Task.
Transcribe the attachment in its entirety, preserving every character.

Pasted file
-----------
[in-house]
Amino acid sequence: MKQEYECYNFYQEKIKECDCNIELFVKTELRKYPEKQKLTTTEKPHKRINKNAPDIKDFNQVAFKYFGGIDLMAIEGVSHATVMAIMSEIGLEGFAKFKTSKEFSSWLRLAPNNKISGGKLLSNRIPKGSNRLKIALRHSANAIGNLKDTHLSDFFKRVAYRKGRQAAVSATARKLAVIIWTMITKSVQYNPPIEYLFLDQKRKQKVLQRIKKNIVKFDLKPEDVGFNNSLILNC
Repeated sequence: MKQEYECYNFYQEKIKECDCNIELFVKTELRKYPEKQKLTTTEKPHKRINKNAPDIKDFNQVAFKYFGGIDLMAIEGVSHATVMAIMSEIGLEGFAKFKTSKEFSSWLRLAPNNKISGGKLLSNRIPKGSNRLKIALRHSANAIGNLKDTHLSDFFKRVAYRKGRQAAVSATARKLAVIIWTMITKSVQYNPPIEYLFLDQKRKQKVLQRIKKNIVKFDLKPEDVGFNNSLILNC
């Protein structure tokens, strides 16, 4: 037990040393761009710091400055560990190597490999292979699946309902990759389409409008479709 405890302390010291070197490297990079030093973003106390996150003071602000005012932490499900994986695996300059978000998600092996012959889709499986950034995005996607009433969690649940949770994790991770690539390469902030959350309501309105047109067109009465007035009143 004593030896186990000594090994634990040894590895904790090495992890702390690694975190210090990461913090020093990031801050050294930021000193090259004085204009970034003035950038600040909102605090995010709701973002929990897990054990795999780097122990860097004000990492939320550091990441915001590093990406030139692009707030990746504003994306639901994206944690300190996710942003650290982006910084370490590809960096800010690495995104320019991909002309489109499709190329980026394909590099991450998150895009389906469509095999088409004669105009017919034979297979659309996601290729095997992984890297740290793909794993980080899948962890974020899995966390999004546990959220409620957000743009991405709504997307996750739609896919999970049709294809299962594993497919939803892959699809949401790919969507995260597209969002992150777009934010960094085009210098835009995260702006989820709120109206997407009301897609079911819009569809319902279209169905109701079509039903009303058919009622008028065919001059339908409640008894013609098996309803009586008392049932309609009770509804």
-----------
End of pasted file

[in-house]
Amino acid sequence: MKQEYECYNFYQEKIKECDCNIELFVKTELRKYPEKQKLTTTEKPHKRINKNAPDIKDFNQVAFKYFGGIDLMAIEGVSHATVMAIMSEIGLEGFAKFKTSKEFSSWLRLAPNNKISGGKLLSNRIPKGSNRLKIALRHSANAIGNLKDTHLSDFFKRVAYRKGRQAAVSATARKLAVIIWTMITKSVQYNPPIEYLFLDQKRKQKVLQRIKKNIVKFDLKPEDVGFNNSLILNC
Repeated sequence: MKQEYECYNFYQEKIKECDCNIELFVKTELRKYPEKQKLTTTEKPHKRINKNAPDIKDFNQVAFKYFGGIDLMAIEGVSHATVMAIMSEIGLEGFAKFKTSKEFSSWLRLAPNNKISGGKLLSNRIPKGSNRLKIALRHSANAIGNLKDTHLSDFFKRVAYRKGRQAAVSATARKLAVIIWTMITKSVQYNPPIEYLFLDQKRKQKVLQRIKKNIVKFDLKPEDVGFNNSLILNC
């Protein structure tokens, strides 16, 4: 037990040393761009710091400055560990190597490999292979699946309902990759389409409008479709 405890302390010291070197490297990079030093973003106390996150003071602000005012932490499900994986695996300059978000998600092996012959889709499986950034995005996607009433969690649940949770994790991770690539390469902030959350309501309105047109067109009465007035009143 004593030896186990000594090994634990040894590895904790090495992890702390690694975190210090990461913090020093990031801050050294930021000193090259004085204009970034003035950038600040909102605090995010709701973002929990897990054990795999780097122990860097004000990492939320550091990441915001590093990406030139692009707030990746504003994306639901994206944690300190996710942003650290982006910084370490590809960096800010690495995104320019991909002309489109499709190329980026394909590099991450998150895009389906469509095999088409004669105009017919034979297979659309996601290729095997992984890297740290793909794993980080899948962890974020899995966390999004546990959220409620957000743009991405709504997307996750739609896919999970049709294809299962594993497919939803892959699809949401790919969507995260597209969002992150777009934010960094085009210098835009995260702006989820709120109206997407009301897609079911819009569809319902279209169905109701079509039903009303058919009622008028065919001059339908409640008894013609098996309803009586008392049932309609009770509804």